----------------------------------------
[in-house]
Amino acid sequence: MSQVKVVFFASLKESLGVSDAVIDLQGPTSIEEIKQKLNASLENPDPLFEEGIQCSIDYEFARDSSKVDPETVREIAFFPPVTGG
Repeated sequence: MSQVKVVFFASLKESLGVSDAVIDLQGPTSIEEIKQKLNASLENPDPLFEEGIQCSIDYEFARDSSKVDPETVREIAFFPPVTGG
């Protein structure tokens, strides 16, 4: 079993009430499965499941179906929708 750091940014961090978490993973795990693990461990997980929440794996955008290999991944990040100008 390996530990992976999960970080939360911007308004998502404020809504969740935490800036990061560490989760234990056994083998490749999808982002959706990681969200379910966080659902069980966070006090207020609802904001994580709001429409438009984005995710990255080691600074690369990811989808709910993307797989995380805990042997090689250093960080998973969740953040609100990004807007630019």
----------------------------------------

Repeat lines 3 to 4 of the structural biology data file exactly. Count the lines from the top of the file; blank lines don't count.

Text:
Repeated sequence: MSQVKVVFFASLKESLGVSDAVIDLQGPTSIEEIKQKLNASLENPDPLFEEGIQCSIDYEFARDSSKVDPETVREIAFFPPVTGG
């Protein structure tokens, strides 16, 4: 079993009430499965499941179906929708 750091940014961090978490993973795990693990461990997980929440794996955008290999991944990040100008 390996530990992976999960970080939360911007308004998502404020809504969740935490800036990061560490989760234990056994083998490749999808982002959706990681969200379910966080659902069980966070006090207020609802904001994580709001429409438009984005995710990255080691600074690369990811989808709910993307797989995380805990042997090689250093960080998973969740953040609100990004807007630019």